Critical Overview

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Last Updated on May 10, 2015, by eNotes Editorial. Word Count: 957

On the night of November 1, 1920, The Emperor Jones opened Off-Broadway for a short run at the 200-seat Provincetown Players’ Playwright’s Theatre on Macdougal Street, and it was an immediate and huge success. The first-night audience refused to leave even after repeated curtain calls, and early the next morning long lines formed at the box office. Because one had to be a ‘‘member’’ to see the company’s productions, the group’s subscription list doubled within days and the projected twoweek run was extended. In part the play was a great novelty as it presented an integrated cast and a captivating black actor in the lead role, but an unusually powerful script and startling scenic effects for such a small theatre contributed greatly to the play’s success. First-line theatre critics had been busy earlier in the week at Broadway openings and didn’t see the play for three days, but when they arrived they generally concurred with the audiences.

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Writing for the New York Times, Alexander Woollcott called The Emperor Jones ‘‘an extraordinarily striking and dramatic study of panic fear.’’ Production values were not first-rate—there were clumsy and irritating transitions between scene changes that interrupted the drum beat and produced long, silent blackouts—but even with these flaws Woollcott found that the play ‘‘weaves a most potent spell.’’ Charles Gilpin was singled out for praise, and Woollcott concluded that the play ‘‘reinforces the impression that for strength and originality [O’Neill] has no rival among the American writers for the stage.’’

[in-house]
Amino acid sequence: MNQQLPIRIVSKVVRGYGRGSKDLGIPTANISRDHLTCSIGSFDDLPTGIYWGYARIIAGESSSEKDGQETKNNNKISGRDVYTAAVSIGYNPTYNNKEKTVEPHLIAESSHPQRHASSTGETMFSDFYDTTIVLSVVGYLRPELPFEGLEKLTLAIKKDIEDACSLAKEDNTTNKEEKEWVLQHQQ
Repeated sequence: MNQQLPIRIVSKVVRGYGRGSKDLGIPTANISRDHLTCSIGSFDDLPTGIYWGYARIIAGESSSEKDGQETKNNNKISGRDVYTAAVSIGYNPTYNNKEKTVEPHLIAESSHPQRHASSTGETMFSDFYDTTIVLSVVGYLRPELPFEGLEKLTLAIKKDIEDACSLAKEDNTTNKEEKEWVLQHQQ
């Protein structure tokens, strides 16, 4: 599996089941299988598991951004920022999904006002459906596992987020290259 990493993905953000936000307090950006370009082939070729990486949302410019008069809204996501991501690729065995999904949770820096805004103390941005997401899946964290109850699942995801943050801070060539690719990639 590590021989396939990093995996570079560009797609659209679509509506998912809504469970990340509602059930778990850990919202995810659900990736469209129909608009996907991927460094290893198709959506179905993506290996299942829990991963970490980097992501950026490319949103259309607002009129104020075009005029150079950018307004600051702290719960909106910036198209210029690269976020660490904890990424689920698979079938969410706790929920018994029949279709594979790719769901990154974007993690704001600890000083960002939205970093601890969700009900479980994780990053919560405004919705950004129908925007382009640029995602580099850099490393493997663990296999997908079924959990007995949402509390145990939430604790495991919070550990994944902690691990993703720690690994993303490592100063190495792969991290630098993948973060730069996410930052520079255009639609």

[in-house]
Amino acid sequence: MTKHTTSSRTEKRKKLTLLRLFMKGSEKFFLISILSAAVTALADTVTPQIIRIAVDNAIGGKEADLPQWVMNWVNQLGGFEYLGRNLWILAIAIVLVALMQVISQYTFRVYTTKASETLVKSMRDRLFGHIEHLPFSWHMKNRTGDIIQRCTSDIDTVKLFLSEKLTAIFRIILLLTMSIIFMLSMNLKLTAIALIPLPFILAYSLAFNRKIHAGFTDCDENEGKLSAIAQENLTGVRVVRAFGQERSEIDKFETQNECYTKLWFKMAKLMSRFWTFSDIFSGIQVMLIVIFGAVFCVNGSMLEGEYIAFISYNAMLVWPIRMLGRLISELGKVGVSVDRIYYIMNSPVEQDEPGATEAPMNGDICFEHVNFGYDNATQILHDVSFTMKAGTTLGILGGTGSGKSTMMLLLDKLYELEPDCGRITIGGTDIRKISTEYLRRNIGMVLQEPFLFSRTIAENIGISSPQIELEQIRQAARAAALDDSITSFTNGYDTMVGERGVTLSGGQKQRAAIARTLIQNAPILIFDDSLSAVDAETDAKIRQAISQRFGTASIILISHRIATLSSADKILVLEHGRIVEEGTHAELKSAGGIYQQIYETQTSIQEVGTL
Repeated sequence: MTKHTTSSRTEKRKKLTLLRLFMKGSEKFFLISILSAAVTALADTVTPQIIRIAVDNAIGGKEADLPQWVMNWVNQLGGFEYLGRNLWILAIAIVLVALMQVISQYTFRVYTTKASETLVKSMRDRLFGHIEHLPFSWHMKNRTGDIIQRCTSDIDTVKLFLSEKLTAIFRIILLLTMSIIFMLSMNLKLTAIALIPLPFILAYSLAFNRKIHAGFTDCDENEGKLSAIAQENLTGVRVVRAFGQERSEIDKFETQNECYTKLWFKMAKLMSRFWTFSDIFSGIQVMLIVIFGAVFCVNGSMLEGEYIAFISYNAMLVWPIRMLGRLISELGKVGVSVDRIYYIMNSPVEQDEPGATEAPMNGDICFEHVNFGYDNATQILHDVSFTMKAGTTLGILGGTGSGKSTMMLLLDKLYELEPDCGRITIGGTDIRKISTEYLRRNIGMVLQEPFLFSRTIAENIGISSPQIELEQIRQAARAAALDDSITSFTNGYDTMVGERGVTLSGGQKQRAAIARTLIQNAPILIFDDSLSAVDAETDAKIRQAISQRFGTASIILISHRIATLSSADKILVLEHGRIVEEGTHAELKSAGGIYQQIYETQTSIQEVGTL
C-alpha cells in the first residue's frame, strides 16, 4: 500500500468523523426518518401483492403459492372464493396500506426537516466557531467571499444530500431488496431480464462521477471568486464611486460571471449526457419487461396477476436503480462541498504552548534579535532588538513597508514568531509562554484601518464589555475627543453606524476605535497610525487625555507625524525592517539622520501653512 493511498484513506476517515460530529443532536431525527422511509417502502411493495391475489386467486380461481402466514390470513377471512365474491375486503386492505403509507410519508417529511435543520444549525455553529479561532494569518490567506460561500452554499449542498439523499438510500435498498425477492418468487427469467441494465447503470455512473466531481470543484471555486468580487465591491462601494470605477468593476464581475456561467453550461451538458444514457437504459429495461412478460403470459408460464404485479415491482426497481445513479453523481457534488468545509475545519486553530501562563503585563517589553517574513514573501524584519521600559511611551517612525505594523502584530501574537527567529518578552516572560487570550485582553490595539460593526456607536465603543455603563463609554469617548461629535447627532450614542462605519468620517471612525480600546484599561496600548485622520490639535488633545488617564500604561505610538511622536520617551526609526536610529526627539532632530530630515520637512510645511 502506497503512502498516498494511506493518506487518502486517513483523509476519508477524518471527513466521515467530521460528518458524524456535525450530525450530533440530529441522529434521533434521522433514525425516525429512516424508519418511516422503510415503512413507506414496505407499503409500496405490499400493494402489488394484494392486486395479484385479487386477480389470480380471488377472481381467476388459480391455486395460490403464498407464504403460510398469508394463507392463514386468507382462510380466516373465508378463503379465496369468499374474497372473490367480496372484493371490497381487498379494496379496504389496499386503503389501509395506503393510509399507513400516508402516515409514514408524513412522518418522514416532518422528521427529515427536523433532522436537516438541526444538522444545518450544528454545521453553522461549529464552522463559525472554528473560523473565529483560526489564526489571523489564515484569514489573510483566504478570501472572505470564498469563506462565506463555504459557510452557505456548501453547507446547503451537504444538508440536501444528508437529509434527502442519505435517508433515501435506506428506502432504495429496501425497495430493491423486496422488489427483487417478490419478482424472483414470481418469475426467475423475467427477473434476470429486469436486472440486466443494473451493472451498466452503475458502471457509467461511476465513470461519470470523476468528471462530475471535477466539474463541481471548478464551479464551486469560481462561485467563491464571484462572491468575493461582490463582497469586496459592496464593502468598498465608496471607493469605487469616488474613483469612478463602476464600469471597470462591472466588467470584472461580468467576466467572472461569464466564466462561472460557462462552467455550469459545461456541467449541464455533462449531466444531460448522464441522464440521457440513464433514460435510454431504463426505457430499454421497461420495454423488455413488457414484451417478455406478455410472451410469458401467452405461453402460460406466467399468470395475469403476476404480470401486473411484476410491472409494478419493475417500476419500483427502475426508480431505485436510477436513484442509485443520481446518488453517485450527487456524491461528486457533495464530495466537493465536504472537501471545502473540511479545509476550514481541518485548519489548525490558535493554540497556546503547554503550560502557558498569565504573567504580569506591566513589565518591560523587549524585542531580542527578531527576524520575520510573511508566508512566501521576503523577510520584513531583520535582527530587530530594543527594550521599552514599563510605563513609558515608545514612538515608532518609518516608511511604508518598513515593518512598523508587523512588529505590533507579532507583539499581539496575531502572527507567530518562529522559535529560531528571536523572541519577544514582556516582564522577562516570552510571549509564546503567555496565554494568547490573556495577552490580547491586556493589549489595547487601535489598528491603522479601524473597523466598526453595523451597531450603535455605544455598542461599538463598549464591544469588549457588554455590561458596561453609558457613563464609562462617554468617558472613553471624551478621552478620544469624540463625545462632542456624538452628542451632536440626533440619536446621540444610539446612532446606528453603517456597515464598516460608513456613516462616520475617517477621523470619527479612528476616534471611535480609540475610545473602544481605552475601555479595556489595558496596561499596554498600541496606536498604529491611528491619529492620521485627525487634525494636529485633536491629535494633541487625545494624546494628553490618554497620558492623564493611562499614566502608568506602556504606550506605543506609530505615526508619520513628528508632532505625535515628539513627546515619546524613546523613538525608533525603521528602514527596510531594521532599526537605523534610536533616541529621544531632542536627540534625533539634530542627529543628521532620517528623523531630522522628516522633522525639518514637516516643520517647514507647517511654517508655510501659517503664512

New York Tribune critic Heywood Broun agreed with Woollcott, calling The Emperor Jones ‘‘just about the most interesting play which has yet come from the most promising playwright in America’’ and reiterated the high praise for Gilpin’s performance. Broun also complained about the scene changes: ‘‘unfortunately, production in the tiny Provincetown Theatre is difficult and the waits between these scenes are often several minutes in length. Each wait is a vulture which preys upon the attention. With the beginning of each new scene, contact must again be established and all this unquestionably hurts.’’

Other critics concured—like Kenneth Macgowan of the New York Globe, Maida Castellun of the New York Call, and Stephen Rathbun of the New York Sun—and by the end of December the play was on Broadway in a series of special matinees at the Selwyn Theatre. There, the critics generally repeated their praise. Woollcott proclaimed that in the larger and better equipped space the play was still ‘‘exciting and terrifying’’ and ‘‘quite as astonishing,’’ with Gilpin continuing to be ‘‘amazing and unforgettable.’’ The move ‘‘uptown’’ seemed to improve the production because better facilities eliminated the long waits between scenes. Later, the production shifted to the Princess Theatre, where it enjoyed an unusually long and successful run followed by a two-year national road tour featuring Gilpin and numerous international productions. Paris, Berlin, London, Vienna, Stockholm, Buenos Aires, and Tokyo were some of the foreign cities it visited, and on the basis of The Emperor Jones, Eugene O’Neill was now the first American playwright with an international reputation.